Jt.App. at 308 (emphasis added). The underlined portion of the instruction appears to have been in error. Under Minnesota's out-of-pocket loss rule, the date of discovery bears no relevance to the calculation of consequential damages, except as might be relevant to the commencement of a duty to mitigate. Indeed, the date of discovery is equally irrelevant to the assessment of the initial differential in value, which must rather be calculated as of the date of the fraudulent transaction. The jury should have been instructed to calculate CPI's damages as the difference between what CPI paid and what it received as of a date representing the completion of the franchise transaction, along with any consequential damages proximately caused by the fraud. Subject to the restriction of the proximate cause test, consequential damages could conceivably reach well beyond the date of the discovery of the fraud.

Because of the peculiar nature of the value of a franchise, however, we find in the erroneous instruction no basis for reversal of the jury's award in this case. First, the jury was properly instructed that the amount of CPI's out-of-pocket loss was "the difference between the actual value of the property and the price paid for it." Id. Though no point in time was specified for the calculation of out-of-pocket losses, that omission does not constitute reversible error on the facts before us. Here we must distinguish between a sale of land--the context in which Minnesota's out-of-pocket loss rule was developed and refined--and a franchise agreement. The core of the distinction lies in the fact that a franchisee such as CPI acquires from the franchisor a set of largely intangible assets, such as a reputation, and a stream of reservation referrals and revenue, that cannot easily be considered "transferred" on the date the franchise agreement is executed. Unlike a fraudulently induced sale of real property, a fraudulently induced hotel franchise deal does not furnish an easily isolated point of transaction. Until the franchised hotel has begun to operate, it is difficult--and arguably impermissibly speculative--for a court to ascertain with any certainty what the plaintiff had actually received from the defendant as of that date, because actual and expected revenues constitute an inseparable component of the value of a hotel franchise. For example, on the date of the signing of the Franchise Agreement between CPI and Quality, no hotel building had yet been erected and no income had yet been generated. Similarly, the value of the hotel franchise on its first day of operation cannot be estimated with accuracy without reference to later profitability. Moreover, the harm from Quality's misrepresentations pertaining to expected occupancy rates did not fully manifest itself until well after the date on which the hotel was opened for business. On the facts before us, the relevant date for calculating out-of-pocket losses arrived shortly after CPI's hotel became fully operational, because only at that time could the court make an accurate assessment of the value of what CPI actually received from Quality. In light of Raach 's admonition to apply the out-of-pocket loss rule with "flexibility," 269 N.W.2d at 881, we believe that Minnesota courts would make such an allowance in the context of a franchise. Accordingly, we find no abuse of discretion in the district court's determination to leave somewhat vague the exact point at which out-of-pocket losses must be calculated.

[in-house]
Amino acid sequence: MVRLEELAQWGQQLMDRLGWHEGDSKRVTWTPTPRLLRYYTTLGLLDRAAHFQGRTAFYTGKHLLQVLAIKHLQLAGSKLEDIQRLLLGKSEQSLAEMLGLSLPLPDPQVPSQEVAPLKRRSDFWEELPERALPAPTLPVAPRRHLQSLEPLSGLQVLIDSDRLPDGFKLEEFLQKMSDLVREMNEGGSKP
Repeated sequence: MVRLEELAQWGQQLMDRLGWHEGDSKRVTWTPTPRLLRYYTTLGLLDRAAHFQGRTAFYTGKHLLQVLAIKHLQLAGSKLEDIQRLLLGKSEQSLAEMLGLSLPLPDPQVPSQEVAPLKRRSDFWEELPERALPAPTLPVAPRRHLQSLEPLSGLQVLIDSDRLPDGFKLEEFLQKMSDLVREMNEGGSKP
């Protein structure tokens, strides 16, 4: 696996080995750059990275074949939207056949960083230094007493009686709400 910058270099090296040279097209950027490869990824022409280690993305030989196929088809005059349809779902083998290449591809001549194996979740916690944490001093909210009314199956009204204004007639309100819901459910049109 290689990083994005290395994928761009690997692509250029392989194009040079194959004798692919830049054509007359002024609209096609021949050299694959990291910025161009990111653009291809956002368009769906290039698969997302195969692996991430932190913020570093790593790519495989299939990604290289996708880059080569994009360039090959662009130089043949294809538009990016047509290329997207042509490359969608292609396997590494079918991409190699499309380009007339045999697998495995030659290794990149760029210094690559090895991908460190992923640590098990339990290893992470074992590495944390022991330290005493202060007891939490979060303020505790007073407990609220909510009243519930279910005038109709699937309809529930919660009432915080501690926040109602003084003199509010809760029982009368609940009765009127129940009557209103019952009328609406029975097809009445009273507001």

Second, the jury was instructed to add "such other damages as were naturally and proximately caused by the fraud before the discovery of the fraud or misrepresentation." Id. As noted above, this portion of the instruction on its face unnecessarily limited the consequential damages available to the plaintiffs. We believe, however, that this error provides no basis for reversal. CPI, the party potentially harmed by the limitation on consequential damages, has brought no challenge to the result in this case. In any event, appellant Quality suffered no harm from that portion of the instruction.